Art & Design blog
Like DaVinci’s Vitruvian Man, Jessica Albarn’s insect study drawings juxtapose geometric order with the seemingly arbitrary forms of nature.
Growing up with two artists as parents, and immersed in the culture of ballet and piano at a young age, it’s no wonder that much of her early creative work was focused towards children. ‘Brainbow’, an installation for young children that was “a bit like a multi-sensory flying saucer”, got through to the final of the Inventor of the Year award, and Jess spent time touring it around the country at places such as Brighton Festival and the Museum of Childhood in London. ‘Boy in the Oak’ was a dark fairytale that Jess wrote and illustrated, inspired by her children.
The influence of her father’s body of work on her own is obvious: “We both have a passion for geometry – he on a cerebral level, me on a more intuitive level.” Conversely, it is more through their love of nature that Jess’ work connects to her mother. “I spent a lot of time with my Mum as a child, as she taught me to ride horses and look after farm animals. Looking back, I think I was most happy when drawing or working with them.”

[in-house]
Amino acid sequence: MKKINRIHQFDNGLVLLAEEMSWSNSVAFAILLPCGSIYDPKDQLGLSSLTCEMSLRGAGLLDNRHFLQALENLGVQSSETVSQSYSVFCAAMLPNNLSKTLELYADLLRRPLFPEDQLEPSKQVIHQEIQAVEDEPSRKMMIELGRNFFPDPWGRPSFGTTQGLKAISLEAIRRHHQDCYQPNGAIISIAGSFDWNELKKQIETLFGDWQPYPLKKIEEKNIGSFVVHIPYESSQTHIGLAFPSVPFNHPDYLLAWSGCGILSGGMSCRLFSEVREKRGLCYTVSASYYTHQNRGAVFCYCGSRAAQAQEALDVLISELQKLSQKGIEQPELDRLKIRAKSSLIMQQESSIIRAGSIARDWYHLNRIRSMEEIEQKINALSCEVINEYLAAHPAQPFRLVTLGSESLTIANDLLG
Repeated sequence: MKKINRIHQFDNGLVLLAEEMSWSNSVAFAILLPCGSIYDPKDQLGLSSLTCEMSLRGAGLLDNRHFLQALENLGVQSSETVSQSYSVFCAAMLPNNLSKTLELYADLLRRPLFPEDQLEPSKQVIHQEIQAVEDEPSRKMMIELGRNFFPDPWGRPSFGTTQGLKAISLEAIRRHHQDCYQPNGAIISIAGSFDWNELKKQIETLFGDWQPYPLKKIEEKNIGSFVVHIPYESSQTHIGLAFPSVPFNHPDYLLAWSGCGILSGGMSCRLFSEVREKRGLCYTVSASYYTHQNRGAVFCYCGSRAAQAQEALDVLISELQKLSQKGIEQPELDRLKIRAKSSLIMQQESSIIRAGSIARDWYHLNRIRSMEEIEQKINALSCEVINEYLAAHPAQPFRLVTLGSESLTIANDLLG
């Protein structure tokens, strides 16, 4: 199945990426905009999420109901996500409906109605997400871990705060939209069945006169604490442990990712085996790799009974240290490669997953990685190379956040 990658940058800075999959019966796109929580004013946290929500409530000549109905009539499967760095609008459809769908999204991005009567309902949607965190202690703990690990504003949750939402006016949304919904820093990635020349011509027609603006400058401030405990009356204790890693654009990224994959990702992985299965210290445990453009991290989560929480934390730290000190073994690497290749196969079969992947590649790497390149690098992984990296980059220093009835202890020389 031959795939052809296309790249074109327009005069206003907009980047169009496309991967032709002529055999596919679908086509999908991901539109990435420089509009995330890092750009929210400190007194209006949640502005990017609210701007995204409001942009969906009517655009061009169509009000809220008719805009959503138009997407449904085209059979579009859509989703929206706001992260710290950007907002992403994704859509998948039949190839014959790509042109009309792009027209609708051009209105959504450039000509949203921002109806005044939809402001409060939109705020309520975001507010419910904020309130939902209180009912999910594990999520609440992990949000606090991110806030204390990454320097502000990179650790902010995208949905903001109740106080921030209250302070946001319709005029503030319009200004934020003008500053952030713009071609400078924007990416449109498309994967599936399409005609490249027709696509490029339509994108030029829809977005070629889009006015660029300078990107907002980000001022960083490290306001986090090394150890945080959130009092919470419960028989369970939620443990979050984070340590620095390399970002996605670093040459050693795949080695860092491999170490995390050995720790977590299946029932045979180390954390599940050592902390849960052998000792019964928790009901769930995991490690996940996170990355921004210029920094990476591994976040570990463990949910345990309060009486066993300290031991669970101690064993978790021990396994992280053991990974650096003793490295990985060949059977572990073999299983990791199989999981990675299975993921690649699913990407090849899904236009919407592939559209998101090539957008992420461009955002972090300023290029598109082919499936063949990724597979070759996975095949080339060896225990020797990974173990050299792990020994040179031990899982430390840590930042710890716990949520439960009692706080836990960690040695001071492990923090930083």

But it is insects, rather than farm animals, that are the subject of Jess’ current studies. It was on a holiday in Majorca that her love affair with insects began, when a friend’s son found a Death’s-head Hawkmoth. “I work with dead things that I find – especially insects – because they hold their form as they dry out, rather than rot away. I’ve amassed a large collection of dead bees to study and draw, but I also work by studying live bees too – usually taking photos of them with my macro lens. I look to draw out the beauty in what I see – the macabre and the alien – and drawing is my way of prolonging something and breathing some life back into it.”
Jess is exhibiting a print of the great yellow bumblebee at the Art Car Boot Fair in Brick Lane this weekend (9 June 2013). “The bee sits on a Flower of Life, which also features the sacred geometry of the Tree of Life. The print will also be part of an exhibition in Scotland for the Bumblebee Conservation Trust, who kindly sent me a yellow bumblebee specimen once!”
Jess has done a lot of work supporting bees both for charity as well as her own personal study, and hopes that her work will connect people with the subject of bee and butterfly decline. “What’s happening with the bees and the decline in butterflies and other species of wildlife is something that is happening at an alarming rate. We have made some small progress with the bees recently with the ban on pesticides, but I have just come back from 10 days in Devon deep in the countryside, full of flowers, and I only saw two or three butterflies.”
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